More than four decades after local conservation groups began efforts to protect the North Fork of the Flathead River from energy development, Montana’s congressional delegation inched a bill to furnish permanent protections on the pristine watershed over the finish line. The North Fork Watershed Protection Act was signed into law Dec. 19, and bans future mining and drilling on 383,267 acres of federal land in the North Fork. The bill and seven other Montana land bills were attached to the must-pass National Defense Authorization Act, and supporters said the rare bipartisan collaboration and tireless local support of the measure is symbolic of a strong conservation legacy in the Crown of the Continent.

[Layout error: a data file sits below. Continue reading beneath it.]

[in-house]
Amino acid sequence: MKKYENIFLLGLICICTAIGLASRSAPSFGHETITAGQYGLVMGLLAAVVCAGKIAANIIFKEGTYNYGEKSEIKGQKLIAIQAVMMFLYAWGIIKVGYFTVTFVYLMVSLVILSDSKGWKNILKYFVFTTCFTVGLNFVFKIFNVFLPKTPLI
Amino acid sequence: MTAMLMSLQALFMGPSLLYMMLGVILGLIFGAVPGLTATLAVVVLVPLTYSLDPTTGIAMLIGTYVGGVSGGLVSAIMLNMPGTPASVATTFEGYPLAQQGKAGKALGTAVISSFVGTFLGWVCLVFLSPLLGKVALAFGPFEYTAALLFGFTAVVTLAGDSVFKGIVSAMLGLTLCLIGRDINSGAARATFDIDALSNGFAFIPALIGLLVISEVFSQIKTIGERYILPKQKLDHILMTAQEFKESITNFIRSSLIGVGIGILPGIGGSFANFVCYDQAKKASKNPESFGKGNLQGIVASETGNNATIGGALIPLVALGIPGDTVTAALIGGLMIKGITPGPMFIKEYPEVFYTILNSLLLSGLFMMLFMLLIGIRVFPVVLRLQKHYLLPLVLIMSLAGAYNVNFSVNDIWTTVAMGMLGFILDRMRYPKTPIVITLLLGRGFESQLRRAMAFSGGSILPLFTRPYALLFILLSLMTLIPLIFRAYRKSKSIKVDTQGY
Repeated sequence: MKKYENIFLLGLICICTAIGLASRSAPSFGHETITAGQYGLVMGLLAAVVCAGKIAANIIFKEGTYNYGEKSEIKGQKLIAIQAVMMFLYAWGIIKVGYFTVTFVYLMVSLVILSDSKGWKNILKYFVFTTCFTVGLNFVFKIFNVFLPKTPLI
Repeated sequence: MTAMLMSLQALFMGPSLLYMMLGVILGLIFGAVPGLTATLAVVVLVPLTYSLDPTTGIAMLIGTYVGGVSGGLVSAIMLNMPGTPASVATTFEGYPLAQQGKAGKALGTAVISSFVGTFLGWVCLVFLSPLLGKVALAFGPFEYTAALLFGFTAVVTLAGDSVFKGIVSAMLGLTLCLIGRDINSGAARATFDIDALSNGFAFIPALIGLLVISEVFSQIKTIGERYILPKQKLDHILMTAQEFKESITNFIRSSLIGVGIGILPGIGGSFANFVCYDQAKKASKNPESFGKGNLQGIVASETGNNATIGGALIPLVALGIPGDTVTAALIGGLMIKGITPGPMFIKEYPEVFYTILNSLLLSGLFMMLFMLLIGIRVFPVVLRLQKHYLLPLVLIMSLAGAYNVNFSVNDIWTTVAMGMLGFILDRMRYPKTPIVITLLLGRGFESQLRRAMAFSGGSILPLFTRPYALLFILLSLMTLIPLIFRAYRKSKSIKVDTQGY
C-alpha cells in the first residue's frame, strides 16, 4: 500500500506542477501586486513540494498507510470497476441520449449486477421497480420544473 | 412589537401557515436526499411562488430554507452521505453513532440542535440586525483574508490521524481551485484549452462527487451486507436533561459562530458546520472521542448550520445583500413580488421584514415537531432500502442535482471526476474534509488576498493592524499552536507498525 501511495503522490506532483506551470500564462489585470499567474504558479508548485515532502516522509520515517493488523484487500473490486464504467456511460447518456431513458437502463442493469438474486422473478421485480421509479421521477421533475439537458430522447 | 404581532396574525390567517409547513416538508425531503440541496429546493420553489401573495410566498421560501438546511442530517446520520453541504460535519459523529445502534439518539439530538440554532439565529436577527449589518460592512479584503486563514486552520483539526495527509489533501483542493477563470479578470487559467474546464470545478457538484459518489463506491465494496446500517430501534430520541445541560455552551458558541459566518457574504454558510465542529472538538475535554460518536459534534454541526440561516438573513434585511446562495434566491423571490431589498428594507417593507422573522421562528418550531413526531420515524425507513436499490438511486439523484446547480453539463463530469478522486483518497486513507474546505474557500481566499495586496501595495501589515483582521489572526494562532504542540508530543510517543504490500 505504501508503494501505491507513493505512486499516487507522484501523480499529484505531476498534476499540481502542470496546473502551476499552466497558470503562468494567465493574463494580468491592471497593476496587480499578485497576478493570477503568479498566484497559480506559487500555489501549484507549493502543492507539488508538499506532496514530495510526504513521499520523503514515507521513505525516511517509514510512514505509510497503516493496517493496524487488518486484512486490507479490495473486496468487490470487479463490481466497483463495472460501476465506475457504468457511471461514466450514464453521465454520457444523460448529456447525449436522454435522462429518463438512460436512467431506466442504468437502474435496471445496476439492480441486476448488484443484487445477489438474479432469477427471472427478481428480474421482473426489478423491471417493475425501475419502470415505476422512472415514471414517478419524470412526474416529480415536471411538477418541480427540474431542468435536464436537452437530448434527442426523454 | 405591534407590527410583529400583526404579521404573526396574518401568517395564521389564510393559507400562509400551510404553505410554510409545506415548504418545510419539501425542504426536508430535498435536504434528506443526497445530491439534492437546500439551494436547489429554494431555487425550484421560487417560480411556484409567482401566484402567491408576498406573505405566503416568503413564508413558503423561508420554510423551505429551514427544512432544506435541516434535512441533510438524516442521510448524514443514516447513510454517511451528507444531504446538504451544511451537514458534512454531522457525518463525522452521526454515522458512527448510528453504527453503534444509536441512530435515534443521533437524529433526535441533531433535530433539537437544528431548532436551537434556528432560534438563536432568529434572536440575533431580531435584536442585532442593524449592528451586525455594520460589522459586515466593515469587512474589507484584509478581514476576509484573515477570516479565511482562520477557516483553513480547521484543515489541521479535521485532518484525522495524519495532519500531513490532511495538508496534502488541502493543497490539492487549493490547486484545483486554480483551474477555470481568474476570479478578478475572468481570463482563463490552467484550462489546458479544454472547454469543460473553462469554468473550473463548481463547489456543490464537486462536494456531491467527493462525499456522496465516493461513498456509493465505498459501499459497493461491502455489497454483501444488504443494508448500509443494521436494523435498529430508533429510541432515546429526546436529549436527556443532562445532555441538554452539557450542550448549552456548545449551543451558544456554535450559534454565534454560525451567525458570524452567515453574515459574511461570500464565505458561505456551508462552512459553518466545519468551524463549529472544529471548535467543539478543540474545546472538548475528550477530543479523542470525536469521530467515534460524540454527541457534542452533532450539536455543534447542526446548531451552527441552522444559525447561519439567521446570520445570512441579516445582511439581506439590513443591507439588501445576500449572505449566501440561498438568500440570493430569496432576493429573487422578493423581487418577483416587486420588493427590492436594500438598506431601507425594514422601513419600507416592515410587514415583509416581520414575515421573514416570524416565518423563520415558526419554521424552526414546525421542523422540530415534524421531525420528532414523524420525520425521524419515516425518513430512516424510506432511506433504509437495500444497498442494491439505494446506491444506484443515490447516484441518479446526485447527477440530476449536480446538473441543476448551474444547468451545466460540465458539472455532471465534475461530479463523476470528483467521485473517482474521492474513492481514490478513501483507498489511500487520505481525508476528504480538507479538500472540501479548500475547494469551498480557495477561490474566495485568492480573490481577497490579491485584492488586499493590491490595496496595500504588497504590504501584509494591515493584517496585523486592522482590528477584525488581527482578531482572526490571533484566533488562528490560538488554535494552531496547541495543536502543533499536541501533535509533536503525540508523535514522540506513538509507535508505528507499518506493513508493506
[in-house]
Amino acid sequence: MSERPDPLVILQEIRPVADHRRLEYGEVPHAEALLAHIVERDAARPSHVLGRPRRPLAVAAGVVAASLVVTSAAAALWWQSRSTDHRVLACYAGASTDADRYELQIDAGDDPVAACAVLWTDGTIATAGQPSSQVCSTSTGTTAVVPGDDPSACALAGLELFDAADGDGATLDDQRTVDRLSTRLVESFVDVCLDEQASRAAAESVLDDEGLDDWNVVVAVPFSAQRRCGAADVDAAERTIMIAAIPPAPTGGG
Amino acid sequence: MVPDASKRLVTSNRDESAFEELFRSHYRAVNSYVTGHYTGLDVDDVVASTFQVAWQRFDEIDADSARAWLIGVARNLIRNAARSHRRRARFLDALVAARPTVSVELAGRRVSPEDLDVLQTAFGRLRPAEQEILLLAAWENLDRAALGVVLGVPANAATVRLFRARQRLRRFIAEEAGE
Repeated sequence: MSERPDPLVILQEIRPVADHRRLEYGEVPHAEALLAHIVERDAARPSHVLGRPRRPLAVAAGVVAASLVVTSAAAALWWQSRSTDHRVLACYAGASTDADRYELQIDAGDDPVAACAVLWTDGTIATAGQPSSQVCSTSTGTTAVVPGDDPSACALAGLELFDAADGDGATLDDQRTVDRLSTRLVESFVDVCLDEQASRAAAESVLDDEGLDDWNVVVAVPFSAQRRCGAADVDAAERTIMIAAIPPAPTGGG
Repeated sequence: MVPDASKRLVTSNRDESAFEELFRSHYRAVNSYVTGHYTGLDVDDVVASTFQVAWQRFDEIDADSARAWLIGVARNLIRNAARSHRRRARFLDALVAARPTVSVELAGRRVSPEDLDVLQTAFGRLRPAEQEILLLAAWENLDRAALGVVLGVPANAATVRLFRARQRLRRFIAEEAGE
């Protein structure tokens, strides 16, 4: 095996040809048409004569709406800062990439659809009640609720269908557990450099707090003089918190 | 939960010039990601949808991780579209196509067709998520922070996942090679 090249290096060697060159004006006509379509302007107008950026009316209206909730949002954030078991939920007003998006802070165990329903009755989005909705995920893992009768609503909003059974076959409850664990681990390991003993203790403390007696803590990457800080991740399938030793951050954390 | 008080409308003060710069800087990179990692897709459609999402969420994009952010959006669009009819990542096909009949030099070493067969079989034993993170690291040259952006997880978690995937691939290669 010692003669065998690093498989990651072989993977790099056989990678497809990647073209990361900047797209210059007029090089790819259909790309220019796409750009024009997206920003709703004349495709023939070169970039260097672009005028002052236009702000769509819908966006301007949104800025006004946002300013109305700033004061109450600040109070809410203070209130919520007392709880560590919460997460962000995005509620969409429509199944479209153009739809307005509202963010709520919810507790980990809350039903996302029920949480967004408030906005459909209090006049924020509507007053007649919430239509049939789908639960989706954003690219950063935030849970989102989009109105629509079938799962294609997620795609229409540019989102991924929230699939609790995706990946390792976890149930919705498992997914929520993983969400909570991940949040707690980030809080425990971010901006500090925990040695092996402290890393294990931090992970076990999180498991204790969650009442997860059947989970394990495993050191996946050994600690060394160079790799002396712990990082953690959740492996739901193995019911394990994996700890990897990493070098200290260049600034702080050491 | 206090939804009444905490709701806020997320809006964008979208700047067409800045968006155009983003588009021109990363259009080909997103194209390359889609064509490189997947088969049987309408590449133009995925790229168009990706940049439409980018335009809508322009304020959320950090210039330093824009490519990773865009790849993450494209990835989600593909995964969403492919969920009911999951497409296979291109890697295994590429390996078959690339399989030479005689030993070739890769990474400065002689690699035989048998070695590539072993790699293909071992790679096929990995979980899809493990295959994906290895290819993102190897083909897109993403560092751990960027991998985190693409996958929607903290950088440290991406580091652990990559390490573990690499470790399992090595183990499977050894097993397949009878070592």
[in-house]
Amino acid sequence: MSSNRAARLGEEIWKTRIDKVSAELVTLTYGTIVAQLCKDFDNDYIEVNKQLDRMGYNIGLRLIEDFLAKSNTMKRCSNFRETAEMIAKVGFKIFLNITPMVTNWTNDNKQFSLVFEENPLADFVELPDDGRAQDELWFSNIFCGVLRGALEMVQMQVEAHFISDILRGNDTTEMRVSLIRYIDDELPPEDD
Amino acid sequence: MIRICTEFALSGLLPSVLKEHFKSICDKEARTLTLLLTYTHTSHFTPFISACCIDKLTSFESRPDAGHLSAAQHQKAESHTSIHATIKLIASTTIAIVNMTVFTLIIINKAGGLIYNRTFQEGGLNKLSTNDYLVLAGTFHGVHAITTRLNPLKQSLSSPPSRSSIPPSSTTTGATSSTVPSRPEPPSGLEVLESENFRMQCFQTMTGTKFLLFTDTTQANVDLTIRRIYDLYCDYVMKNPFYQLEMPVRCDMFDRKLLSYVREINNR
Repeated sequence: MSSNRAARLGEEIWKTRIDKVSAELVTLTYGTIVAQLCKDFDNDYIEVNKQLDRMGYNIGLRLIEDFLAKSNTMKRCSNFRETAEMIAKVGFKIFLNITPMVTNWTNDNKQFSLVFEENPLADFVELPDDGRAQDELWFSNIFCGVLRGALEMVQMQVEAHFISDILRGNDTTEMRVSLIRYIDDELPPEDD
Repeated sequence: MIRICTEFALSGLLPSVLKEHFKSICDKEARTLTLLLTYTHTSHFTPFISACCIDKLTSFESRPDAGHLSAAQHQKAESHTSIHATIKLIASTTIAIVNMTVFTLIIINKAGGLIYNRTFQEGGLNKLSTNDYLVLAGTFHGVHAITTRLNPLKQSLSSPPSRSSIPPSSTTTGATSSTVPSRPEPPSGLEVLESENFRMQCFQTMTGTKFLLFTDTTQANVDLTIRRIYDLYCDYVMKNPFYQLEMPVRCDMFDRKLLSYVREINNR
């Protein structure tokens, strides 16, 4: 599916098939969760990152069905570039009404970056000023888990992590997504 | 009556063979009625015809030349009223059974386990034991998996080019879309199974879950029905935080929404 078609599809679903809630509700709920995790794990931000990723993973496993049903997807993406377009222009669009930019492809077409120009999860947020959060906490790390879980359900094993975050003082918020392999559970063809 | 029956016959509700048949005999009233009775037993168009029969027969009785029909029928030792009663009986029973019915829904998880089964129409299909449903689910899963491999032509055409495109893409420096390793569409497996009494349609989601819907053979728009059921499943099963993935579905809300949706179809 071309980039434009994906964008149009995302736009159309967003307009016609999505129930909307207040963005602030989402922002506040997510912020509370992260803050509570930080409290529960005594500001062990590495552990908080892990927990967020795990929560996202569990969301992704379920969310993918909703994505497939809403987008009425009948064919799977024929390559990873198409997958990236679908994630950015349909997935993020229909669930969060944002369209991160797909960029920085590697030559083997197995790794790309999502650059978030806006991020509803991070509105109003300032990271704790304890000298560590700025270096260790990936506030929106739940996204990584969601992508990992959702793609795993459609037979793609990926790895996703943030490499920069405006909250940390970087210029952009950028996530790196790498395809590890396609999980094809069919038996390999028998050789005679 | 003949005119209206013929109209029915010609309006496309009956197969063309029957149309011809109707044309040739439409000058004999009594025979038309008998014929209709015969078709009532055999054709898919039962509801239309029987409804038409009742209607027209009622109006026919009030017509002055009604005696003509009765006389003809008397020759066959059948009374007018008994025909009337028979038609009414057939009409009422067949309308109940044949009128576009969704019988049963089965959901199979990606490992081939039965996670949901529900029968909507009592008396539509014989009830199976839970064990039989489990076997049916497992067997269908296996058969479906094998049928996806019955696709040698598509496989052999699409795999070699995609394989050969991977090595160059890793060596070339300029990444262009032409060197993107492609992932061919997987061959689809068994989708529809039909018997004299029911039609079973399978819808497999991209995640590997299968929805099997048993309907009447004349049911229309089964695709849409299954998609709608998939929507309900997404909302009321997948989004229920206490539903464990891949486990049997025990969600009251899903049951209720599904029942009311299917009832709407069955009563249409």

Chris Peterson of the Hungry Horse News did a nice write-up on last Friday’s meeting with Senators Tester and Walsh . . .
A lot has changed since 2006, when Glacier National Park superintendent Mick Holm traveled north to Canada to meet with British Petroleum officials who were considering coal bed methane gas development in the Flathead River drainage.
“They tried to convince us they were a green company,” Holm recalled last week. “We tried to convince them the right thing to do was to not do anything.”
That was one of many battles over the future of the North Fork of the Flathead over the past 40 years. The struggle finally came to an end on Dec. 18 as President Obama signed the 2014 National Defense Authorization Act.
Read more . . .